University of California

Presentations


 Presentation Title Groundwater Vulnerability Assessments for the San Joaquin Valley
 
 Presenter Name Loague, Keith
 
 Institution Stanford University
 
 Video Not Available
 
 Presentation C33-Loague
 
 Abstract Precious groundwater resources across the U.S. have been contaminated due to decade-long nonpoint source applications of agricultural chemicals. Assessing the impact of past, ongoing, and future chemical applications for large-scale agriculture operations is indeed timely for designing best management practices to reduce subsurface pollution. Presented here are results from a series of regional-scale groundwater vulnerability assessments for the San Joaquin Valley. Two relatively simple indices, the retardation and attenuation factors, are used to estimate groundwater vulnerabilities based upon the chemical properties of 32 pesticides (e.g., EDB, DBCP, Atrazine, Diuron) and the variability of both soil characteristics (e.g., water content, fraction of organic carbon) and recharge rates across the valley. The uncertainties inherit to these vulnerability assessments, derived from the uncertainties within the chemical, soil, and, recharge data, was estimated using first-order analyses. The groundwater vulnerability maps generated for the entire San Joaquin Valley, based upon deterministically-crisp applications of retardation and attenuation indices, show considerable variations in leaching potential for the 32 pesticides. In some cases the uncertainty within the vulnerability assessments is significant, thereby identifying serious limitations within the data. Assuming that these data shortfalls can be satisfied, revised estimates of groundwater vulnerability, in the spirit of those shown here, will be useful to those in the decision-management arena charged with regulating the future use of agriculture chemicals in the San Joaquin Valley. Furthermore, the areas/pesticides shown to have the greatest leaching potential, based upon a simple screen/rank approach, could be targeted for future measure and model investigation, driven by risk-adverse motives, with detailed field observations and comprehensive physics-based simulation (forensic or predictive) focused on individual events.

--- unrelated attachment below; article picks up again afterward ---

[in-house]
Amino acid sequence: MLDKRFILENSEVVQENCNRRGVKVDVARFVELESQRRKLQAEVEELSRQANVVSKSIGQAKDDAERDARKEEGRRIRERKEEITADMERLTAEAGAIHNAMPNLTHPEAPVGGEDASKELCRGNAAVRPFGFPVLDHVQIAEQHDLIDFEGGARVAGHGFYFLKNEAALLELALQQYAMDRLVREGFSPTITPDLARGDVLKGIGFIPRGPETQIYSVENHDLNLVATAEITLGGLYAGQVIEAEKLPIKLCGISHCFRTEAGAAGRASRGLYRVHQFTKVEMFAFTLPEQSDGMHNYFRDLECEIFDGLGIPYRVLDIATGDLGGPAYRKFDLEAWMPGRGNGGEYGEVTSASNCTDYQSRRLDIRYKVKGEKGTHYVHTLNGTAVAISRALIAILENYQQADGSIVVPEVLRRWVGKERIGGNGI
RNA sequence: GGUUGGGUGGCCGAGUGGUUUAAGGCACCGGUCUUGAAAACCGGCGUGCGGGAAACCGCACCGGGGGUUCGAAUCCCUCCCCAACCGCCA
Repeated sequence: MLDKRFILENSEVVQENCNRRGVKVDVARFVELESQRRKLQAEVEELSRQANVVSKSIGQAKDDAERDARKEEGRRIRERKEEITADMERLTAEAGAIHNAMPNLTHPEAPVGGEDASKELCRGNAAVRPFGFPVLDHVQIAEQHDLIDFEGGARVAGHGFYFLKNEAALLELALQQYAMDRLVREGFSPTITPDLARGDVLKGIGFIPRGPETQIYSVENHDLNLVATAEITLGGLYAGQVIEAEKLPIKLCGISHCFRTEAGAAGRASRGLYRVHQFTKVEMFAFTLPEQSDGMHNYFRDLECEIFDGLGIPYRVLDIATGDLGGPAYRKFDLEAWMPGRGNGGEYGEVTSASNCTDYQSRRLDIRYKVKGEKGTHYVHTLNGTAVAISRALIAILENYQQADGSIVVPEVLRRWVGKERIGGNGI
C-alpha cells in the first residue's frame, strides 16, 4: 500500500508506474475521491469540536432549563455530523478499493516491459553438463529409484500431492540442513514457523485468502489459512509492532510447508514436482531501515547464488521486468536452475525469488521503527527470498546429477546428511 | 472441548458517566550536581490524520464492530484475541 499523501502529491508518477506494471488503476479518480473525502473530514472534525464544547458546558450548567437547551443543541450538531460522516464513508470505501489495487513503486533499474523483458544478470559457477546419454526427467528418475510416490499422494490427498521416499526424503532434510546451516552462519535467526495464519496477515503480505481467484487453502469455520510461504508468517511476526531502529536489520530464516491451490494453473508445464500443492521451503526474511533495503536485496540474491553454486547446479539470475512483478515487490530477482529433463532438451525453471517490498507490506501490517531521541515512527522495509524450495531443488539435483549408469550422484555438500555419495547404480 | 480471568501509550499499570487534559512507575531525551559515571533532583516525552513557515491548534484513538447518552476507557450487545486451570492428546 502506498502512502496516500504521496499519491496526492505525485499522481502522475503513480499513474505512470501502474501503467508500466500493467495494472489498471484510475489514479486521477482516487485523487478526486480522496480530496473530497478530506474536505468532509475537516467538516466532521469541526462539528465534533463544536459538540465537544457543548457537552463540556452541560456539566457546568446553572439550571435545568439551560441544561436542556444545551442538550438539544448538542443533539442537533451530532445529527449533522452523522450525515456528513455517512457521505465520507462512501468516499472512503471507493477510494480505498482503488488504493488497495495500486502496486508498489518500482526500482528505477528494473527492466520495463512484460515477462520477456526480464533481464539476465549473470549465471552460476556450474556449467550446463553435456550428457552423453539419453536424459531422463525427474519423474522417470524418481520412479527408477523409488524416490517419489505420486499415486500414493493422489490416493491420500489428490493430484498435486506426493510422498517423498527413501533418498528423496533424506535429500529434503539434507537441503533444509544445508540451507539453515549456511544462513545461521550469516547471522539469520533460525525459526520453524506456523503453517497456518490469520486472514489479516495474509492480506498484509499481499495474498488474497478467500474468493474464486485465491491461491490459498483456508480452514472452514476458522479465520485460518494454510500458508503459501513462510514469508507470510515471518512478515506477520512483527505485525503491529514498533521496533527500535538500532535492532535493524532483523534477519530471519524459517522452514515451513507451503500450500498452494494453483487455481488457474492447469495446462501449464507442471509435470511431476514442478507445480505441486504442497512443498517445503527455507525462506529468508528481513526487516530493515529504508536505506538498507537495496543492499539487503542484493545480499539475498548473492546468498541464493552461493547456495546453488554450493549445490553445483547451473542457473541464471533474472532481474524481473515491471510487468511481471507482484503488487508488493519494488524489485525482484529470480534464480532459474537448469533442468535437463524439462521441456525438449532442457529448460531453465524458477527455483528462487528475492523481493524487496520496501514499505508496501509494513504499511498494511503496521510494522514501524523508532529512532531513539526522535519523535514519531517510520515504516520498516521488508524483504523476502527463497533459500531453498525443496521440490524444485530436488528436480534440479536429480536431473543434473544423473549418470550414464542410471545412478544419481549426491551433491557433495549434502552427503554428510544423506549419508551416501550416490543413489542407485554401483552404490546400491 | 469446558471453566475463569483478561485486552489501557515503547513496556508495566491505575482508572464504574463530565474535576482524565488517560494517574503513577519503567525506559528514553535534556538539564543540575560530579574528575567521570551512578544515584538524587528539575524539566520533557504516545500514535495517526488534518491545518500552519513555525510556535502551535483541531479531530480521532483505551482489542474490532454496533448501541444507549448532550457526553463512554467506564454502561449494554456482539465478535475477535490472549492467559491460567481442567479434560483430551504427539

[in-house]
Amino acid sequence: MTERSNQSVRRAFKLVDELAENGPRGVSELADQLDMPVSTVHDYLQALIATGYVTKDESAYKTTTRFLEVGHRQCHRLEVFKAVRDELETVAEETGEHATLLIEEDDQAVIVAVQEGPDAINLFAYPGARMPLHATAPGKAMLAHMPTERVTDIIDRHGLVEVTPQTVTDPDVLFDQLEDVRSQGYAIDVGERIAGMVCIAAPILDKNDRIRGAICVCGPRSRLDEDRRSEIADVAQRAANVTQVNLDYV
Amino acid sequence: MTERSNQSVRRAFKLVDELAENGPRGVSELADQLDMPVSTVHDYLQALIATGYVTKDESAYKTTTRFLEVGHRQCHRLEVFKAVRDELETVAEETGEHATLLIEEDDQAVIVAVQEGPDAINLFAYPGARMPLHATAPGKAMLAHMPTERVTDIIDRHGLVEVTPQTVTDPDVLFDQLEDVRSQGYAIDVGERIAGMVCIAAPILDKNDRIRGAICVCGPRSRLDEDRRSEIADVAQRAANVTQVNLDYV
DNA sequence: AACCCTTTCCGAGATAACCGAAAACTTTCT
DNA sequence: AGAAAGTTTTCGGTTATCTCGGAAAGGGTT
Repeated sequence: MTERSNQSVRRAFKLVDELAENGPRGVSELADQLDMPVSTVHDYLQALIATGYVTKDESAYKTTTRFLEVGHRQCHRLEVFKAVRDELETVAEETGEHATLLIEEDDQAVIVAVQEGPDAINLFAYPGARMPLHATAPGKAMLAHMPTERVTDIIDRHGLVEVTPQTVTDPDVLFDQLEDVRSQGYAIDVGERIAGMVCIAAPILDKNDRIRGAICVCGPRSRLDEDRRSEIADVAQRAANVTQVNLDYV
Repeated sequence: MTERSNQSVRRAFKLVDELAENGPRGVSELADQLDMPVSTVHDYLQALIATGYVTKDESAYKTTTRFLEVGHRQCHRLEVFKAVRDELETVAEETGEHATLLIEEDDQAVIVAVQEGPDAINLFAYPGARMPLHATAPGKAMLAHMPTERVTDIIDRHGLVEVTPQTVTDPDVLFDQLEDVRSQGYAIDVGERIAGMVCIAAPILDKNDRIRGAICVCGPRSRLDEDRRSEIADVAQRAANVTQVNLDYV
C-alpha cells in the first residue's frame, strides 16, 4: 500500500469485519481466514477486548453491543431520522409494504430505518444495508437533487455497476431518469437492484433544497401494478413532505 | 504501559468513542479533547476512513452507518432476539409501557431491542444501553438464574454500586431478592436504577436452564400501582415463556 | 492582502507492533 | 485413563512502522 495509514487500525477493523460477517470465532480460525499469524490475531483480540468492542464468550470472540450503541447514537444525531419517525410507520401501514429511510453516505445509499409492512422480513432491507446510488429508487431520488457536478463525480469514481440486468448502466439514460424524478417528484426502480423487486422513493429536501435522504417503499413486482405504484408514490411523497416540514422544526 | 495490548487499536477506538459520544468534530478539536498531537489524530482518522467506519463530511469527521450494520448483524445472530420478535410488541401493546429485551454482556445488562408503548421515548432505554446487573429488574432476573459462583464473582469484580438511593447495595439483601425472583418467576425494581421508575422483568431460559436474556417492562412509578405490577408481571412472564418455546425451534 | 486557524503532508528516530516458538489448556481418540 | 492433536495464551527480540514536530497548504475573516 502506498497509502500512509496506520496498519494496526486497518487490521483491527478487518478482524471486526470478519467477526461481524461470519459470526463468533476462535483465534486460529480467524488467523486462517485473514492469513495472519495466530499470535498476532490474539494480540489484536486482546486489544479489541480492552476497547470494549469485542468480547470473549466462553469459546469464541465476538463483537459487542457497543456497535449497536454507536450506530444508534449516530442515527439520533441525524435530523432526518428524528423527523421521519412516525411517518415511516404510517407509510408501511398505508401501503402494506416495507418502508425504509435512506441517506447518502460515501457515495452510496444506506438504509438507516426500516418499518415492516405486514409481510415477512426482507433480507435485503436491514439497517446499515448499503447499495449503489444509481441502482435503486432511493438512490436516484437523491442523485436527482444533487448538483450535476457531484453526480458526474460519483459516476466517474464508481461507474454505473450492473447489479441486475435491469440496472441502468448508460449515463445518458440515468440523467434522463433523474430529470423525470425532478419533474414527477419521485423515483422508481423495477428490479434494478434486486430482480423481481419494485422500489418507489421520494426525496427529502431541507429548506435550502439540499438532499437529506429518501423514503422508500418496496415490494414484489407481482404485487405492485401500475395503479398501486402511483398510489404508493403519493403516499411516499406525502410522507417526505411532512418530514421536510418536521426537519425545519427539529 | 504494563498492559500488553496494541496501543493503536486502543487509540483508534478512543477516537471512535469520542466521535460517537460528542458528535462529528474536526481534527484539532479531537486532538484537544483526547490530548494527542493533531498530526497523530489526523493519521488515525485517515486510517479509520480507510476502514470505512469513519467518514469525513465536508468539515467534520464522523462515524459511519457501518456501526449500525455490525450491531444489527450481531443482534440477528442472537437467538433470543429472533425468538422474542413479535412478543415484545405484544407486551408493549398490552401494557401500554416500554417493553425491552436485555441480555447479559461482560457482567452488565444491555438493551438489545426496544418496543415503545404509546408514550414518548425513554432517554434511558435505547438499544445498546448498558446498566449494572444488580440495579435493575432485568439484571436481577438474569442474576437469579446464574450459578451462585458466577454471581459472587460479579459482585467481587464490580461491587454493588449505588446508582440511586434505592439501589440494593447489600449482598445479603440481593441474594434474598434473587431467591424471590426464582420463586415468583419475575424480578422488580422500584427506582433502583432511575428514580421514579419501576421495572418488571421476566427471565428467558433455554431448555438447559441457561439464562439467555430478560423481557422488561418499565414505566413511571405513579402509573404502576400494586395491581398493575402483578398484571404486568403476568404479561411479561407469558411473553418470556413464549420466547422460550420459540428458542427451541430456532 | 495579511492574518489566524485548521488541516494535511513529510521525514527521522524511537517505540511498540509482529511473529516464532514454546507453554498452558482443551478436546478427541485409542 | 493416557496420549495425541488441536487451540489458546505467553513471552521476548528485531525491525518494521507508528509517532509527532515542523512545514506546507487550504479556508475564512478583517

Figures None Available
 
Webmaster Email: thharter@ucdavis.edu